What stood out to me—and was so relevant to what I was (and am) going through—was that the abusive relationship was strictly emotional and psychological. He never hits or rapes her; it’s for this reason that, on multiple occasions, she isn’t taken seriously. Not even by family.
At the time, I was in the very beginning stages of having left. I’d only begun to realize that I was being cyberstalked. I was confused, heartbroken, angry, terrified. But I’d finally found a piece of storytelling that made sense. I’d found it “too late,” so to speak, but it validated so much of my experience as a survivor of emotional and psychological abuse specifically.
It’s behind a Patreon paywall but, last year, award-winning anti-rape activist, theorist, and educator Wagatwe Wanjuki asked the question: “Have feminists neglected domestic violence victims?” I encourage you to support her so that you can really dig in, but the basic premise of the essay is an important interrogation. In the wake of #MeToo, feminist movements against gendered violence seem to have abandoned important conversations and education around domestic abuse to focus on sexual violence specifically, to detrimental effects.
And that’s why I will continue to shout about what he did to me from the rooftops. One day, I will name him. If we don’t talk about it, if we don’t educate, it will fester.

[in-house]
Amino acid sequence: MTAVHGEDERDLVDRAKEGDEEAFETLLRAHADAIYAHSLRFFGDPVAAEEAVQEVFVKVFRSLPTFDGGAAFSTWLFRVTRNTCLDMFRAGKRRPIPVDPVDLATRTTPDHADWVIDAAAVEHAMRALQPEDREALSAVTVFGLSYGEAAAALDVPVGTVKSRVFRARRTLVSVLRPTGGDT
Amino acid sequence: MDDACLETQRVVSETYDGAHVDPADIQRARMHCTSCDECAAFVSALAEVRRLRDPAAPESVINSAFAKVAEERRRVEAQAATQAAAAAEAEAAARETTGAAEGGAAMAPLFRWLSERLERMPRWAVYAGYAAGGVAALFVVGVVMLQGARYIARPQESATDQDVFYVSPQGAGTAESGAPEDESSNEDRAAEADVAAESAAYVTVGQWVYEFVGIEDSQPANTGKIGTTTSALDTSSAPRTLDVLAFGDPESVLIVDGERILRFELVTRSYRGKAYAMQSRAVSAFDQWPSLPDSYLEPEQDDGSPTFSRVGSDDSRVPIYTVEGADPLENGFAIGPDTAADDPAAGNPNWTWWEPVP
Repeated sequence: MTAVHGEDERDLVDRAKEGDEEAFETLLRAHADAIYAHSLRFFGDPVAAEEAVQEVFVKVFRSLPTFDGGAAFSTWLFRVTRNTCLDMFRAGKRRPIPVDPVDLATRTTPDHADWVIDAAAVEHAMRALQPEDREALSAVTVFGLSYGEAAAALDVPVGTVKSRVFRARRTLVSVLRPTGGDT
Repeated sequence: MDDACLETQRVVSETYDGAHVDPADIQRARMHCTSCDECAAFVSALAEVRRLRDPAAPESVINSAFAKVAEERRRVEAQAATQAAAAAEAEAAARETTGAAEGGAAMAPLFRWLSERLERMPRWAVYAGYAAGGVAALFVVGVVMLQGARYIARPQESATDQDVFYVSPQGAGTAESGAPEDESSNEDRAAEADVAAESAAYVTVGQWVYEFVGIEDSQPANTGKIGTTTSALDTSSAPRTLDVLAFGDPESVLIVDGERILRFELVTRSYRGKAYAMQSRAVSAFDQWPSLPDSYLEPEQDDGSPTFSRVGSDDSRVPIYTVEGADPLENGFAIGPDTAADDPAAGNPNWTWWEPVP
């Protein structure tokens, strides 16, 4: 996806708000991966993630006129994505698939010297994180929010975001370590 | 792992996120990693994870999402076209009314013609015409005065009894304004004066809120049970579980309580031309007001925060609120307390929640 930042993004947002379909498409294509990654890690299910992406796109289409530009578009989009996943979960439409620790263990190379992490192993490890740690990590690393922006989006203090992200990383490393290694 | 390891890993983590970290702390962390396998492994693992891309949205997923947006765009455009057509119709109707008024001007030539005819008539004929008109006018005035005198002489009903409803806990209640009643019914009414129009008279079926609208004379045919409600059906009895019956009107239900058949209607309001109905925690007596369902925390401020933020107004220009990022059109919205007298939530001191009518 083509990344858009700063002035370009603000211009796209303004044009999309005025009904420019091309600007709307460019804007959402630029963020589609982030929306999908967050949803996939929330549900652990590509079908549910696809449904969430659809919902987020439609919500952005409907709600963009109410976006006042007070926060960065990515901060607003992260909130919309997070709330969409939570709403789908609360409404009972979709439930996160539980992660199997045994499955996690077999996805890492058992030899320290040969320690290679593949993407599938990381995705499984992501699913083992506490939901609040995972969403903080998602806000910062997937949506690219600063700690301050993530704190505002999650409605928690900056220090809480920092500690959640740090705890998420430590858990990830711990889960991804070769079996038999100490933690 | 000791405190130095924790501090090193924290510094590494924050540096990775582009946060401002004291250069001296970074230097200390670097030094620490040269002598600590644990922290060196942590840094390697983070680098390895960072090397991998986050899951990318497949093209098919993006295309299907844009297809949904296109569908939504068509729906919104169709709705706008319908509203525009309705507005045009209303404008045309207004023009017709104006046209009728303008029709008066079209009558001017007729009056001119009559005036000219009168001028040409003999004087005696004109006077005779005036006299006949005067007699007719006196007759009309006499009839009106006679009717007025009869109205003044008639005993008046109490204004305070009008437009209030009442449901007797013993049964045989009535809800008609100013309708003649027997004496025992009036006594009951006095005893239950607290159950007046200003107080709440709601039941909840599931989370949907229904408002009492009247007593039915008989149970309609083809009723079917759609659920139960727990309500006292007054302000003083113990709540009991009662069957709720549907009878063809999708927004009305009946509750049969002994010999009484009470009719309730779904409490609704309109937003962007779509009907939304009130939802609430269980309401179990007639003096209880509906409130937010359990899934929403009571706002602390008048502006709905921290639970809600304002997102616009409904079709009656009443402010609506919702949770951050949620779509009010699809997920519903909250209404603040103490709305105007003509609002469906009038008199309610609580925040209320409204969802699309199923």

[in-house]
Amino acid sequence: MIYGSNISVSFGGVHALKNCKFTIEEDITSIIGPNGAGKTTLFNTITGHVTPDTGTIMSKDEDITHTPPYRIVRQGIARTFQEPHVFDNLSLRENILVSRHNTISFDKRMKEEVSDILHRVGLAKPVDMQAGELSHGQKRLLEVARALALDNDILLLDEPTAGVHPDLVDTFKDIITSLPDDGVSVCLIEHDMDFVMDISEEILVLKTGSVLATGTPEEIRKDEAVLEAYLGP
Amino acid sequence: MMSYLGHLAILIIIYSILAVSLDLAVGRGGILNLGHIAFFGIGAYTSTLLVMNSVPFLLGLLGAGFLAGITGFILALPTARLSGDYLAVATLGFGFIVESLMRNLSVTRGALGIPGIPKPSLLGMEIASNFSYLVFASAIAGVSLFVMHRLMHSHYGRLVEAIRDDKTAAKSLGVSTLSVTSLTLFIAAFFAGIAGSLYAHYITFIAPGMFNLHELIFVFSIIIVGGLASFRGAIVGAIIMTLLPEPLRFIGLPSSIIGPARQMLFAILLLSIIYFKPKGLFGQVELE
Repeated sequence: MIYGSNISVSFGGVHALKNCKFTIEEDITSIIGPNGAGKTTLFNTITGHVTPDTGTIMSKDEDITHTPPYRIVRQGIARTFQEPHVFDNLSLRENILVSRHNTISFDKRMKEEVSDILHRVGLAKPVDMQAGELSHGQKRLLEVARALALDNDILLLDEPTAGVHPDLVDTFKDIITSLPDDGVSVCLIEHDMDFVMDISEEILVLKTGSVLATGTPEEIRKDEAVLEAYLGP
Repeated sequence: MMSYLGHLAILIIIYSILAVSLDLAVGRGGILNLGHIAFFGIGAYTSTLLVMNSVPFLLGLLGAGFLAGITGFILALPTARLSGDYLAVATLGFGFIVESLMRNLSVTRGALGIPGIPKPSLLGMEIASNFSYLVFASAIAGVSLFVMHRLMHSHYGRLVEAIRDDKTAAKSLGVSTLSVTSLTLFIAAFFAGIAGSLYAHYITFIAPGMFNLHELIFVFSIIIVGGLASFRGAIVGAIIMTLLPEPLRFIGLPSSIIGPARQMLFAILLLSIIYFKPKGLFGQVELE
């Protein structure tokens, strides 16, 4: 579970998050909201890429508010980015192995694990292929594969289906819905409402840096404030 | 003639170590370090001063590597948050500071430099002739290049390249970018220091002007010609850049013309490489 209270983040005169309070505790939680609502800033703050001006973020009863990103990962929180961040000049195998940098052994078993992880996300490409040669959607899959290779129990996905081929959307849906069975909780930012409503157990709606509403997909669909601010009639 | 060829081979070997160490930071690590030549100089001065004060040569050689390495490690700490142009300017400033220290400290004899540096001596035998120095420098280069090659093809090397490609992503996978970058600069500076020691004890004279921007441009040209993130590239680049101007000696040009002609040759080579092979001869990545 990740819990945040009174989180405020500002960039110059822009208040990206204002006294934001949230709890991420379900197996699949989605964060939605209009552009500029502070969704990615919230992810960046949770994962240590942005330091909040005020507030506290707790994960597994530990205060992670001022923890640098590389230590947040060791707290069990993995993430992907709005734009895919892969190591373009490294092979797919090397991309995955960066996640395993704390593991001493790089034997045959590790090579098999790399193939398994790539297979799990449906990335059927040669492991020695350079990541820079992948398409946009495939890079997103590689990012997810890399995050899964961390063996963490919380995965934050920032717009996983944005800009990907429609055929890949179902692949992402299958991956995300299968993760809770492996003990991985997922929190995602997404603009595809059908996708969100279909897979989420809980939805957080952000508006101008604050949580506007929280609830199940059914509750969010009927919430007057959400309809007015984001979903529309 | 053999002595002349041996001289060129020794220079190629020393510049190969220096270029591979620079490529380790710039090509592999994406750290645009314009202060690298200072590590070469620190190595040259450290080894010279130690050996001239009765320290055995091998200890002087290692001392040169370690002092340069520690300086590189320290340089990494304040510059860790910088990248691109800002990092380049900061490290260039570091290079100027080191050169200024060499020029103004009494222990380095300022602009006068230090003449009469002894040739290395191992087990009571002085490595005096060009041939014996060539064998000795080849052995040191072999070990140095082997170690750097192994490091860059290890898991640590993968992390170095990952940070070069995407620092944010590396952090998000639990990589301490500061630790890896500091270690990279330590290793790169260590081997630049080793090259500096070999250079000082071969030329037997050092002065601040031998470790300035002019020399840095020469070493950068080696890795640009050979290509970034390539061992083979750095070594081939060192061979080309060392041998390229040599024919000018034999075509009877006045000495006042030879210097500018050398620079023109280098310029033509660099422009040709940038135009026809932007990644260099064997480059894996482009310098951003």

It’s no secret, within our community at least, that bi+/m-spec people are statistically more likely to experience domestic abuse than our straight, gay, and lesbian counterparts. I fucking hate being a statistic. I don’t give a shit about what “good” might come out of this experience. I would much rather be a healthier person, without the burden of yet another trauma. I’d much prefer to know the Denarii that wasn’t abused repeatedly, the Denarii that isn’t still being cyberstalked.
And I miss watching Buffy; she was always the one to save me.
Denarii Grace (she/they) is an activist of over 15 years and a multi-hyphenate creative New Yorker. They are the Editor-in-Chief of Disability Rights Washington’s Rooted in Rights blog, dedicated to stories for and about disabled people.